Thursday, 15 May 2014

Becoming More Feeling (and owning up when you mess up)

In Florida right next to Seaworld

The saying that you need to "get a thicker skin" is bandied about a lot in our society. There is an idea that people who feel "too much" (as if feeling should be moderated) are week, out of control or downright self indulgent.
There is also the notion that younger people tend to be more sentimental, more in tune with their feelings and that as we grow older we develop barriers, we intellectualise, we toughen up.
Here's the interesting part though I have found this to be the total opposite.
As I get older I feel I have far more empathy than I ever had in my twenties.
My ability to be compassionate and to understand how every action has a reaction grows everyday and never more so in how we treat all living creatures (humans, wildlife, pets) and I am learning that its important to recognise when you yourself have contributed to something really dark and unfeeling. 


I watched this by pure chance a few weeks ago

So a few weeks ago I watched a documentary called Blackfish. I was as is often the case riding the insomnia wave, looking for something to lull me to sleep
and what better than to watch something about whales. 
I'm a vegetarian, I love whales its all good.
This documentary was about the whales that are used for displays in the theme park Seaworld in Florida. 


Trainers standing next to  a tank with a whale in at Seaworld

Now I had visited Seaworld in mid 2010. I am always trying to show my little girl the wonders of nature and the claims that Seaworld make about their conservation work is amazing. I'm always a bit mixed about zoos or seeing any animal or mammal in captivity but it claimed to be really something quite special.
We went along and watched the one ocean show which features the wonders of the whale . Trainers rode on the whales backs, dived in the water with them, got them to spin around and perform tricks. Its was for me slightly uncomfortable watching, sure the whales looked well and fit and seemed to have a real connection to their trainers but gosh that pool looked small in relation to the whales magnificent size.
I would love to say I stormed out but I didn't. I sat there, struggling with my feelings  of discomfort whilst also enjoying the look of joy on my daughters face  as she saw the magnificent creatures close up. Hell afterwards we even brought a shamu toy.
having my snap taken as a shark swims by-literally holidaying in another creatures misery. My nasty sweaty hair is a testment to my bad juju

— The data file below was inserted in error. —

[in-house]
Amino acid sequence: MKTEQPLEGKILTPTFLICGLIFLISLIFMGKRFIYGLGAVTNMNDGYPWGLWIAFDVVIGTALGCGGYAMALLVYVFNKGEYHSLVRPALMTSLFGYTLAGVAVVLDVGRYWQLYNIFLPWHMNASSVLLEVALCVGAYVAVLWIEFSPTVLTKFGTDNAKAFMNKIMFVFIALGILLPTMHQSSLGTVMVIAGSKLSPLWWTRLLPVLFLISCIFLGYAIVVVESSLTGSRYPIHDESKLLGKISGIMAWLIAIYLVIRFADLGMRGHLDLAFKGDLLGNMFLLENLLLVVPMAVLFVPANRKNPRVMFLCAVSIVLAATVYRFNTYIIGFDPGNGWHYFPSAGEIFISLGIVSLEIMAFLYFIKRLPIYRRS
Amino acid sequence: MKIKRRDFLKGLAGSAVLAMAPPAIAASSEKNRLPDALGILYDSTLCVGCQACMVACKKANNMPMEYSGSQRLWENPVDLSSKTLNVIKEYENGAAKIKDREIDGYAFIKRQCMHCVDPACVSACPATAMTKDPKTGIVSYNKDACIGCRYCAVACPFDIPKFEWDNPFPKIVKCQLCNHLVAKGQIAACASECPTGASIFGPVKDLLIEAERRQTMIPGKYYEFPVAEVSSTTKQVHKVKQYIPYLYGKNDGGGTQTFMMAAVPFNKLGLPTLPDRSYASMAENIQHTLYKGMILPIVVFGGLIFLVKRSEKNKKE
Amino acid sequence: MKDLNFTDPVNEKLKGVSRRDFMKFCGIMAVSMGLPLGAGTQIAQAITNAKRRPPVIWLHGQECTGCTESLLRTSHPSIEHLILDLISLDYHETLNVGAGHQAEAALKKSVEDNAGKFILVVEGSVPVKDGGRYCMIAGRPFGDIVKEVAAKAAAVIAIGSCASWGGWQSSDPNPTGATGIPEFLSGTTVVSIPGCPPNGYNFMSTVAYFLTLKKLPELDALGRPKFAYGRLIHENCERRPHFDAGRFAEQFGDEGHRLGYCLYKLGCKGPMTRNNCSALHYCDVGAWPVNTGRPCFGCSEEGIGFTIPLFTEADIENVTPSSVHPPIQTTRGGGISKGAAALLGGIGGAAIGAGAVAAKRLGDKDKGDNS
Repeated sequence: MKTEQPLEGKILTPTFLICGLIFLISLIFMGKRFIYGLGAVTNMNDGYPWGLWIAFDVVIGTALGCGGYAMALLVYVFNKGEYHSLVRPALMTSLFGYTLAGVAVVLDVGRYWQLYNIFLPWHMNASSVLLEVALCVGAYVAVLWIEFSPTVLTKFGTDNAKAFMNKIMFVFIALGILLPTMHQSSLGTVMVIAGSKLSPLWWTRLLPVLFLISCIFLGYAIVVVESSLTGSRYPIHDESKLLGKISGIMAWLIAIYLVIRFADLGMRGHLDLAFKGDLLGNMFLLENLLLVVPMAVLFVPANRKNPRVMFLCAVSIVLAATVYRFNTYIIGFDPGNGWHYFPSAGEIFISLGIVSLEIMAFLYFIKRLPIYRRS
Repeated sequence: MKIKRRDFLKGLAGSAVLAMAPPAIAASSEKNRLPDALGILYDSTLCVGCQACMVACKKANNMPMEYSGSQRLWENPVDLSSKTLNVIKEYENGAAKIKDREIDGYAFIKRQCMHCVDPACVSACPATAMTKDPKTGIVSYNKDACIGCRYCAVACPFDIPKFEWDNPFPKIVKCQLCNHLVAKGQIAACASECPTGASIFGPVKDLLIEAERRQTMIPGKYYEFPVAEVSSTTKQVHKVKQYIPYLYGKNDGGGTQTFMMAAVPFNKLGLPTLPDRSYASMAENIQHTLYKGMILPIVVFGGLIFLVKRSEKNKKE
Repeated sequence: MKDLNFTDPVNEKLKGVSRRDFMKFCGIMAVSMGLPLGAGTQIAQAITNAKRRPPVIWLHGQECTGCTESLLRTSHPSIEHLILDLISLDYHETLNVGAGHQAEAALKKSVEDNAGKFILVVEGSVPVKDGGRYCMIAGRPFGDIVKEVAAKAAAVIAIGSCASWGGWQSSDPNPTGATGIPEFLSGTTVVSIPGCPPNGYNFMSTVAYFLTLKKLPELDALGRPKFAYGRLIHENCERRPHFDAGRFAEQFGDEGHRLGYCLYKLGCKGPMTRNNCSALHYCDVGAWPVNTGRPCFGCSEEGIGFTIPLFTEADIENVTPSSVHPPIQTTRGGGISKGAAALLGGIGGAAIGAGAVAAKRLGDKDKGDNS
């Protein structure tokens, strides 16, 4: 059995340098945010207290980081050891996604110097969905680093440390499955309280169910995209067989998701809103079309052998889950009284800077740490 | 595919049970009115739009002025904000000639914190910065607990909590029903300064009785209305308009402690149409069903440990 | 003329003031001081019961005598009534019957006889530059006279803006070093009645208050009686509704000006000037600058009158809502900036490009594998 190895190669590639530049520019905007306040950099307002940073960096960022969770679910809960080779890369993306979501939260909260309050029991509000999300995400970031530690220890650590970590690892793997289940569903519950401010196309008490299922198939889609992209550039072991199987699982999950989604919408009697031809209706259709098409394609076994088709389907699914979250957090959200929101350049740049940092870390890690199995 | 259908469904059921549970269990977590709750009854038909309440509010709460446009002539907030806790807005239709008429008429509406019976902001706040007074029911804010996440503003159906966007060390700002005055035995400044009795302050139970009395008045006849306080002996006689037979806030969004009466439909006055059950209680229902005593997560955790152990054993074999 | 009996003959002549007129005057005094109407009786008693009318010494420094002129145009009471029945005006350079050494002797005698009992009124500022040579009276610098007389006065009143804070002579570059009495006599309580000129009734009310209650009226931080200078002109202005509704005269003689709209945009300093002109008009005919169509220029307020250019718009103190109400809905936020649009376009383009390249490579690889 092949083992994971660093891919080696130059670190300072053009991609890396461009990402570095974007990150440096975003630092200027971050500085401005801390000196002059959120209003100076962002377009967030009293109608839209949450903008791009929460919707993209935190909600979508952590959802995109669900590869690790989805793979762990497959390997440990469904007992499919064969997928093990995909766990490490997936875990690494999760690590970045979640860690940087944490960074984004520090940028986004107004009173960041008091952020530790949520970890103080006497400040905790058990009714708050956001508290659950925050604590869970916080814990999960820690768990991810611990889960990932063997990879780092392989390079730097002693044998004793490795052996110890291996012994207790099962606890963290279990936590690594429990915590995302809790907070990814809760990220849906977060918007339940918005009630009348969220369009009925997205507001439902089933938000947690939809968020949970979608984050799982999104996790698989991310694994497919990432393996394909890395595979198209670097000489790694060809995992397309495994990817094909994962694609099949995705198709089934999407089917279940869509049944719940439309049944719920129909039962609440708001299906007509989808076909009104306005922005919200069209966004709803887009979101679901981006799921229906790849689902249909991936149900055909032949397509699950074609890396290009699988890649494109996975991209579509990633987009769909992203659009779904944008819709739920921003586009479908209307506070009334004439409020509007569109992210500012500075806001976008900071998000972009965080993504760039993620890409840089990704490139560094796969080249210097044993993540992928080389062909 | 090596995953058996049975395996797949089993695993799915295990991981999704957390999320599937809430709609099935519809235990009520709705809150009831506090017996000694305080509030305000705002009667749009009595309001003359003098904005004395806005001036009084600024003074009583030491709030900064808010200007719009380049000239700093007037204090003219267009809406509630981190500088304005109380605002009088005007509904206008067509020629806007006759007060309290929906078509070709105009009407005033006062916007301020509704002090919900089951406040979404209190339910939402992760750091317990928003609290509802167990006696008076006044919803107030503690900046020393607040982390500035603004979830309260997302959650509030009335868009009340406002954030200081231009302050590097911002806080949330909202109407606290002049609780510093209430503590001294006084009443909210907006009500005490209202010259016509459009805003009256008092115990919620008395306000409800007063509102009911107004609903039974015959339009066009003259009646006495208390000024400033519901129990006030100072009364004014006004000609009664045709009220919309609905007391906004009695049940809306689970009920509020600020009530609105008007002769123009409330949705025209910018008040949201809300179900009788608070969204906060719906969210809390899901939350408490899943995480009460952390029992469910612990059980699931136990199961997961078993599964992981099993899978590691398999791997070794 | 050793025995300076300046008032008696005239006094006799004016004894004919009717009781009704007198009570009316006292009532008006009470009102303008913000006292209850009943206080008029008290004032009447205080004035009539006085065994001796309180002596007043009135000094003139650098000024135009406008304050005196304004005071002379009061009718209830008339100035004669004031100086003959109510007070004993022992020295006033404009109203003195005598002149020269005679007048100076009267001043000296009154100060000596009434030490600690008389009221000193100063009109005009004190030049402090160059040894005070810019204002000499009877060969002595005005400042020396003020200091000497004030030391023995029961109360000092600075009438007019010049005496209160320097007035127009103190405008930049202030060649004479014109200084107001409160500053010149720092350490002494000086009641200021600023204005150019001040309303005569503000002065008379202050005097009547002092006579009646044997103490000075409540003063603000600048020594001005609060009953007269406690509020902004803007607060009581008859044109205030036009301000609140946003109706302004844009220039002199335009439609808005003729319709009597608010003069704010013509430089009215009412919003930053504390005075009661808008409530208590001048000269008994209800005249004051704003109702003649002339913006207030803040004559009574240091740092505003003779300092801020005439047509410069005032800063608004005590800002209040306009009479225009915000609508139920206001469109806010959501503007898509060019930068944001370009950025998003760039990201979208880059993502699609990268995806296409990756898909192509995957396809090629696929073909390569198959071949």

The thing that made me decide to never visit Seaworld again wasnt this disgusting spectacle (I'm being honest here) it was actually seeing  a beautiful polarbear looking as miserable as sin in a faux snowy enclosure. My heart broke and despite staying at the Doubletree Hilton a few more times after that (which gives you free admission to Seaworld)  we never returned.
It was actually this polar bear that made us all decide never to visit Seaworld again

So when I watched Blackfish made by the filmaker Gabriela Cowperthwaite I wondered what i would learn. Would my reservations be unfounded or was my initial ikky feeling right. 
The film focuses on  a captive orca named Tilikum.
Tilikum was stolen from his family and the ocean at only two years old. What I  hadn't realised was how important familiar bonds are to whales. Even as the boats with nets and helicopters chased the whales they were trying to catch the whales split into two to try and keep the fishermen away from the mothers and their babies but they of course stood no chance. 
It is always the babies they want to use and train in these kind of parks so we saw baby whales hoisted into nets whilst their mothers circled the boats frantically wailing in such a mournful way. It was basically heartbreaking.


Posing outside the Doubltree Hilton in Orlando Florida which offers free Seaworld tickets to hotel guests

The documentary focuses on Tilikum because it is believed the isolation and confinement he has been subjected to over the last 20 years have driven him quite mad and he has killed three humans.
Tilikum the whale the Blackfish documentary focuses on
Anecdote after anecdote from former trainers at seaworld, Marine experts and conservationists all told how they believed this use of whales to basically offer bread and circuses to sweaty westerners was a total travesty and the worst thing is I not only totally agree but I also contributed to this.



So what lesson have I learnt? well first of all to listen to my gut instinct. If something doesn't feel right, walk away. 
Secondly do your research. If you are going to any zoo, marine park or safari that includes animals, fish or mammals as entertainment really do your homework. 
In the big corporate world we live in to simply not contribute economically does have immense power.
I feel ashamed I was part of this but also thankful of the lesson I have received. Know your world. Tread lightly on it and have respect for all who inhabit it.




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12 comments:

  1. Beautiful post. I've been aware of Blackfish for a long time but haven't watched it as I know it'll upset me so much it'll affect me for a long time. I don't like any kind of zoo or water park where animals are kept in tiny enclosures. The best animal park I've been to is Marwell near Southampton which has quite huge enclosures for animals, but even then they're not free to roam as they would in the wild.

    I know with hunting being so rife some animals are facing extinction so it's arguable that 'conservation' work done by some zoos/animal parks is vital, but the honest truth is these animals are cooped up to entertain us the majority of the time, and it isn't right. All animals have souls, just like we do. I truly hope a more enlightened future comes about where we become much more aware of the terrible things we do to nature for our entertainment. x x

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  2. I must watch it too, great post Betty, I too feel that as I am growing older I'm also more emotionally strong and able to share feelings better,xx

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  3. I've seen Blackfish numerous of times, and I personally don't really support it not because I favour captivity but because the director wasn't as honest as she made out to be! I've been involved and am passionate about Killer Whales and Dolphins for like 20 years, I've been at Seaworld over a dozens of times, I've had the opportunity to go behind the scenes at Shamu Stadium plus several others areas and met Dawn and got to know, such a lovely lady!